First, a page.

Around the turn of the century, a review of the latest hair-raisingly expensive turntable would often begin with a soothing chant that, yes, the RotorGazmoTron XT-35000 is a tad pricey, but it will be the last piece of analog gear you ever buyso go ahead, take the plunge. A dozen years later, pressing plants are stamping out LPs 'round the clock, and new high-end turntables are rolling off production lines at a respectable clip. So who knows whether today's Cassandras might be equally premature in bewailing the death of the Compact Disc? Which is to say that I can't in good conscience urge you to pay $12,000 for a CD player on the grounds that the medium's about to die, so splurge now while there's still something to splurge on. But if you have the scratch, and the itch for such a product, step right up and let me tell you about the Krell Cipher.
So many things in this world are designed for convenience, not for excellence. That's all right if you have a choice, but it becomes a problem when products designed for convenience become universal standards and are thus foisted on everyoneincluding enthusiasts, who must then live with a product aimed at the lowest common denominator.
The digital interface between CD transports and digital processors is a perfect example of this dilemma. The Sony/Philips Digital Interface Format (S/PDIF) standard was designed so that connecting two digital products required only one cable. This single cable carries left and right audio channels as well as the timing clock essential to making the system work.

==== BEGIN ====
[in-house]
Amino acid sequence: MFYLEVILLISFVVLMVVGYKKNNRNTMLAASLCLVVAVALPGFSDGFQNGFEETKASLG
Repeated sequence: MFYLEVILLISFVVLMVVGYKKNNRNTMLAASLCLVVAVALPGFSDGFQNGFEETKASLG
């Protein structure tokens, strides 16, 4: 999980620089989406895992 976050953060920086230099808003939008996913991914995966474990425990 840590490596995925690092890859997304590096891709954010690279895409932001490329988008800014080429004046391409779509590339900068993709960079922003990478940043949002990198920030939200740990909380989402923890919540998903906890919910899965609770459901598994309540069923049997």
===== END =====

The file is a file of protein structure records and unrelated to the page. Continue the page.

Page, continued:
You'd be hard-pressed to find a company more protective of its reputation than Krell. At a recent meeting of the Academy for the Advancement for High End Audio and Video, a motion was made to replace the phrase "High End" with the more purely descriptive "High Performance." Krell's CEO, Dan D'Agostino, objected—while he knew the description fit his products, he wasn't sure about those from some of the other members.
The Krell KPS-20i (KPS stands for "Krell Playback System") is essentially a CD transport and digital processor in one chassis. What make the KPS-20i different from a CD player are the unit's five digital inputs, which allow the KPS-20i to function as a digital/analog converter for external digital sources.
Those of our readers who are still anti-CD are going to be offended by what I am about to say. Partly because they do not want it to be true, but mainly because it is. I shall utter the heresy anyway: the Compact Disc is, right now, doing more for the cause of high-end audio than anything that has ever come along before!
Over the past two decades, enough advances in the high-end audio industry have trickled down to aspiring audiophiles that we now enjoy a level of high-value, high-resolution performance that would have seemed unattainable even just a few years ago. Still, immersion in a profound musical experience remains an ephemeral goal to potential converts, given the level of expertise that seems necessary to assemble a truly audiophile set of separates.
When the Compact Disc was first introduced nearly ten years ago, many were critical of the sound quality from this medium that promised "Perfect Sound Forever." To many sensitive listeners digital playback was a travesty that paled by comparison to even modestly priced turntable/arm/cartridge combinations. Ironically, those listeners who first praised CD sound have been forced to recant when confronted by the huge improvements in digital to analog conversion (and A/D conversion) seen in the past few years.